Guest Post: David Lee Summers
I am pleased to have a story in the Gears and Levers anthology alongside Chris Wong Sick Hong's "The Festival of Flame." My story is called "The Pirates of Baja" and like Chris's story, it adds a certain element of multiculturalism to the familiar steampunk gadgetry and historical action. "The Pirates of Baja" is set in 1876 and tells the story of a one-time sheriff who is hired to go aboard a ship and hunt pirates from Mexico. It turns out, the pirates have an unexpected weapon—a deadly submarine boat.
I've been a fan of steampunk since long before it had a name. I grew up watching Robert Conrad and Ross Martin in The Wild Wild West. I was a fan of Jules Verne's 20,000 Leagues Under the Sea. I don't think it's any surprise that both of these influenced the creation of my story. What's more, my dad was a history buff and that rubbed off on me. When I began thinking about a steampunk submarine story, I started researching real submarines of the period. I learned that a Spanish inventor named Narcis Monturiol i Estarriol had invented a submarine that was, in many ways, superior to the one described by Jules Verne. His submarine was propelled by a chemical reaction steam engine and the engine's exhaust was oxygen. As long as the submarine had fuel, it produced air to breathe! Unfortunately, Monuriol i Estarriol never found any investors and the submarine was largely forgotten.
Although steampunk is often associated with Victorian England, I feel there's a whole world of possibilities in this historical sub-genre of science fiction. Colonial powers were colliding all around the world, creating a seemingly endless array of story possibilities. Mechanical innovation was not limited to England and the United States as Monturiol i Estarriol's submarine demonstrates. Piracy is an occupation of desperate people and there were many such people in Mexico after the country gained its independence from France. It seemed logical that an intelligent pirate in Mexico might attempt to put a Spanish invention to his own use.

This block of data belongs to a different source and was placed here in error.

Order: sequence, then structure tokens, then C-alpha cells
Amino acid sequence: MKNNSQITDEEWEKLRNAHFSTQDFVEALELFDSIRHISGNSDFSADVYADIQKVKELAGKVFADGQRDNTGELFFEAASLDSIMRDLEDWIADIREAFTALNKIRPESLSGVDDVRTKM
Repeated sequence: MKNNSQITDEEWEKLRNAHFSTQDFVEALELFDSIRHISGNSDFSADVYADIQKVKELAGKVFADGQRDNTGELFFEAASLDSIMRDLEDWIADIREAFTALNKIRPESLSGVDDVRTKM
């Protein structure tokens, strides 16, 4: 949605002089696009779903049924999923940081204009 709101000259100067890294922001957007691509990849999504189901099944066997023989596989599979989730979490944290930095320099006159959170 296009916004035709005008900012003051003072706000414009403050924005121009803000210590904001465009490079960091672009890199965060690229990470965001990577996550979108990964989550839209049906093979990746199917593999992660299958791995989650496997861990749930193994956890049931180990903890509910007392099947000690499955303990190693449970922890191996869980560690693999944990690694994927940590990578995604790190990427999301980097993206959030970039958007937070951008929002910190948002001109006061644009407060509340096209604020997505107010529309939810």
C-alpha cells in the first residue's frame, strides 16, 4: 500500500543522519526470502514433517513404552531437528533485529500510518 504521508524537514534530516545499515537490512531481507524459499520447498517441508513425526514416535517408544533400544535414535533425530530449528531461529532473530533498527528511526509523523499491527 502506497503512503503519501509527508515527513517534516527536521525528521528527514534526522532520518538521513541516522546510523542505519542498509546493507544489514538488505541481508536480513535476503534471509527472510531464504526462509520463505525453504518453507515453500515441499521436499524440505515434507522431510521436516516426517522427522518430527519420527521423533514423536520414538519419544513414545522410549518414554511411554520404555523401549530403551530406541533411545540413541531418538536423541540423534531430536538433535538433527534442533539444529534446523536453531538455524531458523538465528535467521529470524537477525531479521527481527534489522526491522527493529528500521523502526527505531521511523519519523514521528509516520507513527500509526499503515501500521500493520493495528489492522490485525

What's more, the sheriff who hunts the pirates is not exactly the Hollywood image of a Western lawman. His name is Ramon Morales and he's a Latino whose family lived in New Mexico for generations. He's inspired by the real-life lawman Elfego Baca, who was once known to have single-handedly held off twelve Texas cowboys
when they tried to break their friend out of jail. Ramon's girlfriend is a Persian healer named Fatemeh Karimi who frequently gets into trouble because of her desire for peace and a future where humans live in harmony with nature. Ramon and Fatemeh's adventures are explored in depth in the novel Owl Dance.
I am honored to be part of the Gears and Levers anthology alongside authors like Chris Wong Sick Hong. I hope you'll check it out. If you care to learn more about my writing, including my wild west steampunk novel, Owl Dance, drop by my website at http://www.davidleesummers.com.